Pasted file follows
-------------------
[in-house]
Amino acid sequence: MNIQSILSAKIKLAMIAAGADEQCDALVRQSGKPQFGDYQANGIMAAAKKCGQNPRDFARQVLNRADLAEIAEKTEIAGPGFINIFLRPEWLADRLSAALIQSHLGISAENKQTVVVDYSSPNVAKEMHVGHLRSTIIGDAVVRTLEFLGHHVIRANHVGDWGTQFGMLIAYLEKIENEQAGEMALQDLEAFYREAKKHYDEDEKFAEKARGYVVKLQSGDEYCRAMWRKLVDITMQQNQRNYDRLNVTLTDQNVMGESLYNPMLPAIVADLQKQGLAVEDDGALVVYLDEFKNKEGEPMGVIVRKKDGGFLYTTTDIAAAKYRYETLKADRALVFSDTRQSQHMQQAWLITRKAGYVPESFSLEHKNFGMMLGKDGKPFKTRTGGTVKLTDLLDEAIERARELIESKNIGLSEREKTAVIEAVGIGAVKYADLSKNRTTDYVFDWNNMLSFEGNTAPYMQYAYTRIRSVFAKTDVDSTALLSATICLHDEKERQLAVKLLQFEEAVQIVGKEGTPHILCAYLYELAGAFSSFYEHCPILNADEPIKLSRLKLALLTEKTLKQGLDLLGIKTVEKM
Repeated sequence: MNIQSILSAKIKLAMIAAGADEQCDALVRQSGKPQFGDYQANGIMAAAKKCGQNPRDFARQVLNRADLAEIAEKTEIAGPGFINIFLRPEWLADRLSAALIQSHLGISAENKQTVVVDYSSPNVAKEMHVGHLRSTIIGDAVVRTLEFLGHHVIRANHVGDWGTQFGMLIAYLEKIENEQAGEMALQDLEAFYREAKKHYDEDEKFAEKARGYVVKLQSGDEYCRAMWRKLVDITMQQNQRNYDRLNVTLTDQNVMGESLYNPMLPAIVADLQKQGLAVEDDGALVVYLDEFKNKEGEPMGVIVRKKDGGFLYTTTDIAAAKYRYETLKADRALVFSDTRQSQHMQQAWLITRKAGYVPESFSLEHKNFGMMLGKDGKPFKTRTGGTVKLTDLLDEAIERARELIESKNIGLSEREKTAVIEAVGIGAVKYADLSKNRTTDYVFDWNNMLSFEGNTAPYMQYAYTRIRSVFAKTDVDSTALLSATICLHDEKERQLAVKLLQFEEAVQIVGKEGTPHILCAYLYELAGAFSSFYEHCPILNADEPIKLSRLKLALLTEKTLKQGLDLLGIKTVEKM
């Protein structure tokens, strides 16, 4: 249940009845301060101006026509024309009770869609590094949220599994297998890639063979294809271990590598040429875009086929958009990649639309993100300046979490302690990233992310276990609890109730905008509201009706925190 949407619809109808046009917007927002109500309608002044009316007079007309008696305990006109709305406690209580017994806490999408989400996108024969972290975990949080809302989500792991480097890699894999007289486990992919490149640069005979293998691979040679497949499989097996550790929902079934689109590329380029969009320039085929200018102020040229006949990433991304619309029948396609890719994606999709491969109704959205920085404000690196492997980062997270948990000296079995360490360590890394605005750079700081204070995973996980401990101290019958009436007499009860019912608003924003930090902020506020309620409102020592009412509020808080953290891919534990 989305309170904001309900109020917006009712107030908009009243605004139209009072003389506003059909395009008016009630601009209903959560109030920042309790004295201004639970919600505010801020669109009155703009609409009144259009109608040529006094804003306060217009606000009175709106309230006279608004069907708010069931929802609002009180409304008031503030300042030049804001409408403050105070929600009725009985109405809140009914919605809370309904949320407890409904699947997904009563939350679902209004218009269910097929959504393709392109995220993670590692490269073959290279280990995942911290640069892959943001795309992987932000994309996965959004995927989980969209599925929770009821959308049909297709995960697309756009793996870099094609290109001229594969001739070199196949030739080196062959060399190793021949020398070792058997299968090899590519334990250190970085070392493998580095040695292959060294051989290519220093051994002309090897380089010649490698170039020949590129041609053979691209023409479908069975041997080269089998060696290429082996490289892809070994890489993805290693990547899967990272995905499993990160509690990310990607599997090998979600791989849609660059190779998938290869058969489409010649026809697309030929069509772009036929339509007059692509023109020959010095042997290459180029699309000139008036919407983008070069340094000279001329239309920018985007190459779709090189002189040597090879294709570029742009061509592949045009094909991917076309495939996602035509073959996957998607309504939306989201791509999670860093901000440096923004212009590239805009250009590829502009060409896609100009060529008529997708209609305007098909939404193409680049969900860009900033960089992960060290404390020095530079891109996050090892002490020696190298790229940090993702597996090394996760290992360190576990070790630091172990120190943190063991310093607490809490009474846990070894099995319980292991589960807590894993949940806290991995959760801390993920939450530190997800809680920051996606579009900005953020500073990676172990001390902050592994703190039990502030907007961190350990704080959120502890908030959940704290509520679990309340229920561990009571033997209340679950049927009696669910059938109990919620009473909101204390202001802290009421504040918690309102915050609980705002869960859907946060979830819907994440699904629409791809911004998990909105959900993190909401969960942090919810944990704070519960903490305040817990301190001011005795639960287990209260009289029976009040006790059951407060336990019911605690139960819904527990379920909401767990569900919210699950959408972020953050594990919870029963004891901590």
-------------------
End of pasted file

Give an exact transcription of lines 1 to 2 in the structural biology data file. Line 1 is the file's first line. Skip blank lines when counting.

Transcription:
[in-house]
Amino acid sequence: MNIQSILSAKIKLAMIAAGADEQCDALVRQSGKPQFGDYQANGIMAAAKKCGQNPRDFARQVLNRADLAEIAEKTEIAGPGFINIFLRPEWLADRLSAALIQSHLGISAENKQTVVVDYSSPNVAKEMHVGHLRSTIIGDAVVRTLEFLGHHVIRANHVGDWGTQFGMLIAYLEKIENEQAGEMALQDLEAFYREAKKHYDEDEKFAEKARGYVVKLQSGDEYCRAMWRKLVDITMQQNQRNYDRLNVTLTDQNVMGESLYNPMLPAIVADLQKQGLAVEDDGALVVYLDEFKNKEGEPMGVIVRKKDGGFLYTTTDIAAAKYRYETLKADRALVFSDTRQSQHMQQAWLITRKAGYVPESFSLEHKNFGMMLGKDGKPFKTRTGGTVKLTDLLDEAIERARELIESKNIGLSEREKTAVIEAVGIGAVKYADLSKNRTTDYVFDWNNMLSFEGNTAPYMQYAYTRIRSVFAKTDVDSTALLSATICLHDEKERQLAVKLLQFEEAVQIVGKEGTPHILCAYLYELAGAFSSFYEHCPILNADEPIKLSRLKLALLTEKTLKQGLDLLGIKTVEKM